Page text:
Today is Veteran’s Day – a day on which we all recognize the sacrifice and burden borne by those men and women who put their Country and its people before themselves. Anyone with a close family member in the service knows that the commitment of our soldiers, sailors and airmen (hereafter “service members”) effects not just the service member, but the families who stay home waiting and hoping for a safe return.
Fortunately, advances in communication technology during the last several decades have made it somewhat easier for service members to communicate with their families and friends– when time and circumstances permit. During the WWII era, however, the overwhelming majority of communication with the folks back home was by written letter.
It was not uncommon for service members to send small gifts back home along with their letters or to bring these gifts home. These gifts often consisted of jewelry items that corresponded with the member’s branch of service, specialty or posts. The jewelry was then worn at home as a memento, a display of patriotism, and an acknowledgment of the pride derived from a having a family member in the service. Recipients included mothers, sisters, wives, fiances, friends and of course – sweethearts!
Nowadays, these special items are collected by military collectors, jewelry enthusiasts and regular people who just appreciate them for the special items they are.
We like to divide jewelry items of this type into two broad categories: handicrafts made by service members (sometimes called trenchart) and manufactured items that were purchased by service members for the purpose of gift giving. Most of the Sweetheart Items we carry from the WWII era are of the manufactured type. We have not yet come up with a good system for verifying the authenticity of trench art pieces and are thus refraining from carrying them at the moment.
Many pieces of sweetheart jewelry, like the “Jump Wings” bracelet at the top of this article (from our ebay store – sold) are crafted from sterling silver. This bracelet uses the paratrooper’s symbol of a parachute between two gothic wings. The clasp is a classic 1940’s fanning hook clasp. It is marked sterling but bears no maker’s mark.
It is not uncommon for Sweetheart pieces to be engraved, wither by the service member, or the dealer from the member acquired the piece. Below is an example of 1943 West Point sweet hear bracelet that is engraved on the back.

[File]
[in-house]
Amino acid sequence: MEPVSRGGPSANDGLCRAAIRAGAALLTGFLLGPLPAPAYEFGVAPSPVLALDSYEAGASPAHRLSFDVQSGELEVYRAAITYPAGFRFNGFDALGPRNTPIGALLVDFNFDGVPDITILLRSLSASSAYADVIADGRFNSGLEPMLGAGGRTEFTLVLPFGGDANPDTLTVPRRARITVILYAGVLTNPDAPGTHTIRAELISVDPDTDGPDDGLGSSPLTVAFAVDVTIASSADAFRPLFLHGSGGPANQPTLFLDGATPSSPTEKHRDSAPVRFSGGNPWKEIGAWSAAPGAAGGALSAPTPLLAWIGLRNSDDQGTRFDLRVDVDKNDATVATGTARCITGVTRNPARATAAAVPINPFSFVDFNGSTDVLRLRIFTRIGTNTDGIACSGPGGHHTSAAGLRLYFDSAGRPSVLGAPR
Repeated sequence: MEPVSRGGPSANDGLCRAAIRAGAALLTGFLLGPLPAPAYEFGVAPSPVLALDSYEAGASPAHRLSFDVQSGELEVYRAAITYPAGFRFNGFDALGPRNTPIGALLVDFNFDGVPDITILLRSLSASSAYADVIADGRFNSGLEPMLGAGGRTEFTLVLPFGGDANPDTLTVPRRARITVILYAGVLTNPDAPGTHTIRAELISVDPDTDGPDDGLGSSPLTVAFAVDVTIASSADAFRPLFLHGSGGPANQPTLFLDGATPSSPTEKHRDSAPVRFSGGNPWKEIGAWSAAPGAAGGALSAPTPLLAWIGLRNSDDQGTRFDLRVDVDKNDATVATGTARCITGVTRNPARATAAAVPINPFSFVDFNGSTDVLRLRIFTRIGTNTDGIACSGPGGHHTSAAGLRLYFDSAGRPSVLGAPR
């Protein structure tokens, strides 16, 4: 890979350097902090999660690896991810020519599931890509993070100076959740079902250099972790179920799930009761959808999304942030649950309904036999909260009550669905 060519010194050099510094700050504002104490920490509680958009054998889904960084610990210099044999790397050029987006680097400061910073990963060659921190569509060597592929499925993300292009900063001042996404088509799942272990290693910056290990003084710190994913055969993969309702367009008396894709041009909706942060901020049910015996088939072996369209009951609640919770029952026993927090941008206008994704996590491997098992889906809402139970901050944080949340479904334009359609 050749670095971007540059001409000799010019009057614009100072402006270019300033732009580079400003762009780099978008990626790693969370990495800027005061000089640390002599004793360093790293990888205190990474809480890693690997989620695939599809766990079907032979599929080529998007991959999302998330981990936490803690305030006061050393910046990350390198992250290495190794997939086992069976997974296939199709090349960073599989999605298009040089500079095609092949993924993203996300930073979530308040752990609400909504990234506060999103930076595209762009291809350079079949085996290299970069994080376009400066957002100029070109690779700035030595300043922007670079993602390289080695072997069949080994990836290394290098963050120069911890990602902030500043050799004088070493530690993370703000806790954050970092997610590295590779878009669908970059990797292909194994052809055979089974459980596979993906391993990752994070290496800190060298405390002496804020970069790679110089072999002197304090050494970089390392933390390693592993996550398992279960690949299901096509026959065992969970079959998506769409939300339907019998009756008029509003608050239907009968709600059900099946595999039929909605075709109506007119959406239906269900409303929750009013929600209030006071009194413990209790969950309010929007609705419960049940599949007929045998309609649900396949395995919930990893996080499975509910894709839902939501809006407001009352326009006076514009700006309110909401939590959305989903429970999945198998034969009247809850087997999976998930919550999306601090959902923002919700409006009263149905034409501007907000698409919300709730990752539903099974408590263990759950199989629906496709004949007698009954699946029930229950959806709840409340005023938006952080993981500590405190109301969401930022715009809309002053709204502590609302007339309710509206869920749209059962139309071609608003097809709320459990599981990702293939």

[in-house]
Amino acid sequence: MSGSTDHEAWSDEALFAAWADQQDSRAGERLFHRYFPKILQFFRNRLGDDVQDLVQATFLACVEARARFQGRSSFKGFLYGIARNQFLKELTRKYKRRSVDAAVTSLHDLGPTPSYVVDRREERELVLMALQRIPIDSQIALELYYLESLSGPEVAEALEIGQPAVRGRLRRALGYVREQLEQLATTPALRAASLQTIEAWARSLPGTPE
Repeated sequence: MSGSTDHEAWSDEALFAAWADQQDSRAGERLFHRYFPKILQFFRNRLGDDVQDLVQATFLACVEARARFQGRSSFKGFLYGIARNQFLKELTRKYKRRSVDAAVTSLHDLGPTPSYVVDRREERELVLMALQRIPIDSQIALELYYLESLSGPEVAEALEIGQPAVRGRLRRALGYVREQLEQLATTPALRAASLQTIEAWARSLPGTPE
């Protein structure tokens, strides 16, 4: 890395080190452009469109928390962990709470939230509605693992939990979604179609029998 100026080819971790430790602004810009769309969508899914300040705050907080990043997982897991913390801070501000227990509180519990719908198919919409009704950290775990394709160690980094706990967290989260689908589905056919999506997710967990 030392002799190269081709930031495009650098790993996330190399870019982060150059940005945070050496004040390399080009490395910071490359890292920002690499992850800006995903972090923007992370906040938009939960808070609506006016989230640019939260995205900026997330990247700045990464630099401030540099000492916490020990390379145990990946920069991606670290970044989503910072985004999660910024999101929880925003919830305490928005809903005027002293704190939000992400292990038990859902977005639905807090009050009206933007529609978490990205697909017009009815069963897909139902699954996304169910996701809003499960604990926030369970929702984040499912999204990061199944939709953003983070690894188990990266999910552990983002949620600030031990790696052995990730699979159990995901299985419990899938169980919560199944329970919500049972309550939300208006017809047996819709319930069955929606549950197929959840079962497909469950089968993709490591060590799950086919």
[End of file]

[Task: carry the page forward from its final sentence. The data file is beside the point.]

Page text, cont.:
West Point Bracelet from our ebay store
Authenticating WWII Sweetheart Jewelry
Unlike trench-art, there is not a lot of manufactured WWII era sweet heart jewelry being counterfeited. It is more common to run into a later piece that is wrongly attributed to the WWII era.
WWII ran from 1939-1945 – but there is some disagreement in the community as to what items can fairly be said to be from WWII. The United States did not enter WWII until December of 1941. Thus, arguably, U.S. pieces from before 1941 are not “WWII pieces”. Likewise, because the War ended in 1945, pieces manufactured after that date are also not “WWII pieces”. But this date range – 1941-1945 – does not consider the first few years of reconstruction or the fact that a brutal war was raging in 1939 and 1940. Because we are jewelers, rather than military collectors, we prefer to use the catchall “WWII ERA” when describing military items that date from 1939-1947.
Authenticating items from this period requires close examination. We rely on three approaches. First – ask the current owner. Personal prevenance is one of the best ways to authenticate an item. If it was sent by your friend’s grandfather from the front line – you’re pretty much done. Second, we look at general (non-military specific) jewelry construction and markings:
1. U.S. Sterling Silver Jewelry from the WWII Era should be stamped “Sterling” “Ster.” “Silver” or “SS”. We have not encountered any U.S., British or Australian pieces marked 925. If the piece was made in continental europe, or from materials derived from continental Europe, this rule goes out the window.
2. Clasps and catches should be fanning hooks, spring clasps, fold over hooks or custom safety clasps. Be weary of lobster clasps and lightbulb shaped clasps. At this point, safety (aka helmet) clasps were already common on most pins and brooches. Pin hinge construction was also modern.
3. Electric welding was uncommon and Laser Welding was not used.
Example of a Fanning Hook Clasp on a WWII Era Bracelet
Third, we look at the symbols, military insignia and any dates (obviously dates can be a huge help)
1. It is imporant to identify, at a minmum, the branch of serivice that the member was serving in. Hopefully you will also be able to determine his unit / division etc. If like me, you’re not an avid military historian or collector – this can be very tough. If you don’t have one of the many guidebooks available, you can try to describe the insignia and google it. For example “WWII Parachute between two wings”.
In general – Anchors indicates Navy. Wings indicates U.S. Army Air Forces (USAF’s predecessor). Keep in mind that there are hundreds of unit specific insignia. I like to use the website of “War Dog Militaria” – this site provides good color examples of authentic WWII era patches http://wardogmilitaria.com/index.php?main_page=index
2. Look for Dates! While they can be faked – it’s uncommon.
3. Ask for help. Most military collectors I’ve encountered are happy to help identify items for non-collectors, as long as you don’t abuse their willingness to help. If you frequently rely on a particular forum for assistance, you should make a contribution to that forum.
Finally – all of us here at Hunter Ridge would like to express our deep gratitude to all service members and their families.